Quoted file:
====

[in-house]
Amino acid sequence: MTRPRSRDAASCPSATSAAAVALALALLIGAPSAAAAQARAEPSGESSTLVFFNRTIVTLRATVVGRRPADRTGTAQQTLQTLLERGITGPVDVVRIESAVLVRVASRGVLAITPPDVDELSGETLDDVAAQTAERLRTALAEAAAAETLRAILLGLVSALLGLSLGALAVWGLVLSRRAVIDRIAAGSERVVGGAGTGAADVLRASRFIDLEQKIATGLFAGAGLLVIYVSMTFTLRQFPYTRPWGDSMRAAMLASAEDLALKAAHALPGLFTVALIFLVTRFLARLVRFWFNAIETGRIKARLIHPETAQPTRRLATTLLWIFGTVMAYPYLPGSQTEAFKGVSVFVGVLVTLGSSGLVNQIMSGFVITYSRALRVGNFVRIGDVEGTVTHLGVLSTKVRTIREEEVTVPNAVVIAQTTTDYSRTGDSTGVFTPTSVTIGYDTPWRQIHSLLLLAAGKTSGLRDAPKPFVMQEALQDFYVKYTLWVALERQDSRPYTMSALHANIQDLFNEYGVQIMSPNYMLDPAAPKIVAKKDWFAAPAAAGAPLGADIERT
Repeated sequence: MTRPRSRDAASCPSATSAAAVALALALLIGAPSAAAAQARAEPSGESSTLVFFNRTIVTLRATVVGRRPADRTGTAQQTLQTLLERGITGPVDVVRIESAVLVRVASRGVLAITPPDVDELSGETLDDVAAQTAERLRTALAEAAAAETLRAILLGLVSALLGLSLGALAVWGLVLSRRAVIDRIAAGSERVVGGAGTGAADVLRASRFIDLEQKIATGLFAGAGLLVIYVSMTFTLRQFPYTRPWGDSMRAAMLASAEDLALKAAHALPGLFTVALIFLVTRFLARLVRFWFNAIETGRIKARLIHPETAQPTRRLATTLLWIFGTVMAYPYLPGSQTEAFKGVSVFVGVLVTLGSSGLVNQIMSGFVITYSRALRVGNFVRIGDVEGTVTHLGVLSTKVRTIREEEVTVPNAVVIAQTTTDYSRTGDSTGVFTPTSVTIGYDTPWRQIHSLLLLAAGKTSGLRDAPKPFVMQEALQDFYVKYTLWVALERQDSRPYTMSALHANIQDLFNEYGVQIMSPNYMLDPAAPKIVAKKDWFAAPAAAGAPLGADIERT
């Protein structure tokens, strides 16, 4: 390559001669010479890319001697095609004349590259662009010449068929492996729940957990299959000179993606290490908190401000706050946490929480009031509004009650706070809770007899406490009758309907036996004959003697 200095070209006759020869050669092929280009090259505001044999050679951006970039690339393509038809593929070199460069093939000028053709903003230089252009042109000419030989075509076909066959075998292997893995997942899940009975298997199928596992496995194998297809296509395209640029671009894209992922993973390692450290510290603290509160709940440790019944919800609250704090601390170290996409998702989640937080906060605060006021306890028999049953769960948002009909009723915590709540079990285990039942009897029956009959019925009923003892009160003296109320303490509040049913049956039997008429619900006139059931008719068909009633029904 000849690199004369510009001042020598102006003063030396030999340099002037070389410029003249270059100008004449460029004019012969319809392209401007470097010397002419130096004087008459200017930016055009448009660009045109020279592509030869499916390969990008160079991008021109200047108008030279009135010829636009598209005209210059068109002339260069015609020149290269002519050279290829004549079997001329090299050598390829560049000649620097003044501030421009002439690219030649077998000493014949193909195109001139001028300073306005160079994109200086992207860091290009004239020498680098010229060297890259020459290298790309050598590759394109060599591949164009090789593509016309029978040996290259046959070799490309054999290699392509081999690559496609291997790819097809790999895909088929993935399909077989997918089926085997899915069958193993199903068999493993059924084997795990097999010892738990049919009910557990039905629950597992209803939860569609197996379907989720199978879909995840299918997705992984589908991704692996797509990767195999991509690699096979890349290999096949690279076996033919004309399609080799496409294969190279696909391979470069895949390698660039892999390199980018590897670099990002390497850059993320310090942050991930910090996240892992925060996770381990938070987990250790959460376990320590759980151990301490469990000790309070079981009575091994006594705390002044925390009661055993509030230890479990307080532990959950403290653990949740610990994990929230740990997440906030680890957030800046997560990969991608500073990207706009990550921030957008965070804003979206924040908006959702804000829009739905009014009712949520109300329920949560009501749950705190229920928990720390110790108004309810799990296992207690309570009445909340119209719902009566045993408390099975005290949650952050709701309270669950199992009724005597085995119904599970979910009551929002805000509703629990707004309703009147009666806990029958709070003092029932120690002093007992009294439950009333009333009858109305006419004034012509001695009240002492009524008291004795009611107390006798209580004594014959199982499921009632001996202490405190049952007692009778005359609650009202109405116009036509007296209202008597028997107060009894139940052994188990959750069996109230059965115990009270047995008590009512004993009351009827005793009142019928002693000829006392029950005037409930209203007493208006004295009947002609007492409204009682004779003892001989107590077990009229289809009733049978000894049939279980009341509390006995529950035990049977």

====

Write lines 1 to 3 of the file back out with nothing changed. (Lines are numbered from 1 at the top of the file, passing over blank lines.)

[in-house]
Amino acid sequence: MTRPRSRDAASCPSATSAAAVALALALLIGAPSAAAAQARAEPSGESSTLVFFNRTIVTLRATVVGRRPADRTGTAQQTLQTLLERGITGPVDVVRIESAVLVRVASRGVLAITPPDVDELSGETLDDVAAQTAERLRTALAEAAAAETLRAILLGLVSALLGLSLGALAVWGLVLSRRAVIDRIAAGSERVVGGAGTGAADVLRASRFIDLEQKIATGLFAGAGLLVIYVSMTFTLRQFPYTRPWGDSMRAAMLASAEDLALKAAHALPGLFTVALIFLVTRFLARLVRFWFNAIETGRIKARLIHPETAQPTRRLATTLLWIFGTVMAYPYLPGSQTEAFKGVSVFVGVLVTLGSSGLVNQIMSGFVITYSRALRVGNFVRIGDVEGTVTHLGVLSTKVRTIREEEVTVPNAVVIAQTTTDYSRTGDSTGVFTPTSVTIGYDTPWRQIHSLLLLAAGKTSGLRDAPKPFVMQEALQDFYVKYTLWVALERQDSRPYTMSALHANIQDLFNEYGVQIMSPNYMLDPAAPKIVAKKDWFAAPAAAGAPLGADIERT
Repeated sequence: MTRPRSRDAASCPSATSAAAVALALALLIGAPSAAAAQARAEPSGESSTLVFFNRTIVTLRATVVGRRPADRTGTAQQTLQTLLERGITGPVDVVRIESAVLVRVASRGVLAITPPDVDELSGETLDDVAAQTAERLRTALAEAAAAETLRAILLGLVSALLGLSLGALAVWGLVLSRRAVIDRIAAGSERVVGGAGTGAADVLRASRFIDLEQKIATGLFAGAGLLVIYVSMTFTLRQFPYTRPWGDSMRAAMLASAEDLALKAAHALPGLFTVALIFLVTRFLARLVRFWFNAIETGRIKARLIHPETAQPTRRLATTLLWIFGTVMAYPYLPGSQTEAFKGVSVFVGVLVTLGSSGLVNQIMSGFVITYSRALRVGNFVRIGDVEGTVTHLGVLSTKVRTIREEEVTVPNAVVIAQTTTDYSRTGDSTGVFTPTSVTIGYDTPWRQIHSLLLLAAGKTSGLRDAPKPFVMQEALQDFYVKYTLWVALERQDSRPYTMSALHANIQDLFNEYGVQIMSPNYMLDPAAPKIVAKKDWFAAPAAAGAPLGADIERT